To a great extent, Copland seems the product of two milieus: Paris and the United States. The States give him something not always at the front of his conscious mind – an imaginative landscape of expression, more than anything else. Along with George Gershwin, his music conveys the energy of New York and the visual power of skyscrapers. … Paris gives him a Stravinskian orientation and technique, as well as an elegance of expression – the ability to say the most with the fewest notes.
Bernstein (1918-1990) was the dominant force in American classical music for over 50 years. Starting from his early and sensational "pinch hit" performance as conductor of the New York Philharmonic, this prolifically talented performer and composer fascinated media and public alike. It's clear, even in this brief talk, how charismatic and genuinely inquiring his mind was. In a field of specialization, this wide-ranging enthusiasm was often held against him. As The New York Times reported in its obituary:
…his hydra-headed success did not please all his critics. …Many regarded him as potentially the savior of the American musical, to which he contributed scores for "'On the Town,'" "Wonderful Town," "Candide" and "West Side Story." At the same time, others were deploring his continued activity in such fields, contending that to be a successful leader of a major orchestra he would have to focus on conducting. Still other observers of the Bernstein phenomenon wished he would concentrate on the ballet, for which he had shown an affinity ("Fancy Free," "Facsimile"), or on opera and operetta ("Trouble in Tahiti," "Candide"). Or on musical education. His television programs on such subjects as conducting, symphonic music, and jazz fascinated millions when he appeared on "Omnibus," the cultural series, and later as star of the Philharmonic's televised Young People's Concerts.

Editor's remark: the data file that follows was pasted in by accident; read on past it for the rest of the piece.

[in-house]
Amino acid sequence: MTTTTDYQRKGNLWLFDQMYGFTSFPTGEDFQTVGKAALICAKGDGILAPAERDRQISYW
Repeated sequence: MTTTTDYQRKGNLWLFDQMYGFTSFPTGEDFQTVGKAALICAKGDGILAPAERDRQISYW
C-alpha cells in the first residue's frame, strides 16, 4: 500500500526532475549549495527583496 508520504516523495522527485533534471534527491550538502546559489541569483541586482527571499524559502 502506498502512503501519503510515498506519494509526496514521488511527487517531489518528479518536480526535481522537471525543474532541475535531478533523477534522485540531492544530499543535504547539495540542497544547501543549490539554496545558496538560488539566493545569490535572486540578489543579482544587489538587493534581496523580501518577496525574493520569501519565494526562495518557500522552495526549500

Foss (1922-2009), while also a teacher and fine pianist, is remembered today chiefly for his compositions. The website of his publisher, Carl Fischer, describes how:
…whether the musical language is serial, aleatoric, neoclassical or minimalist, the "real" Lukas Foss is always present. The essential feature of his music is the tension, so typical of the 20th century, between tradition and new modes of musical expression. Many of his works – "Time Cycle" (1960) for soprano and orchestra, "Baroque Variations" (1960) for orchestra, "13 Ways of Looking at a Blackbird" (1978) for soprano and small ensemble, "Tashi" (1986), for piano, clarinet, and string quartet, and "Renaissance Concerto" (1985), for flute and orchestra – are landmarks of the 20th-century repertoire.
Fine (1914-1962), the final member of this quartet, died of a heart attack at the age of 47. Phillip Ramey, writing of the Library of Congress's Irving Fine Collection, finds:
…an examination of Fine's small but estimable output reveals a composer who was a perfectionist on the order of Copland and Stravinsky. His works are carefully calculated and detailed, their ever-increasing emphasis on melody tellingly allied with rhythmic suppleness, clean-sounding textures, and unobtrusive but integral counterpoint.
Audio courtesy of the NYC Municipal Archives WNYC Collection.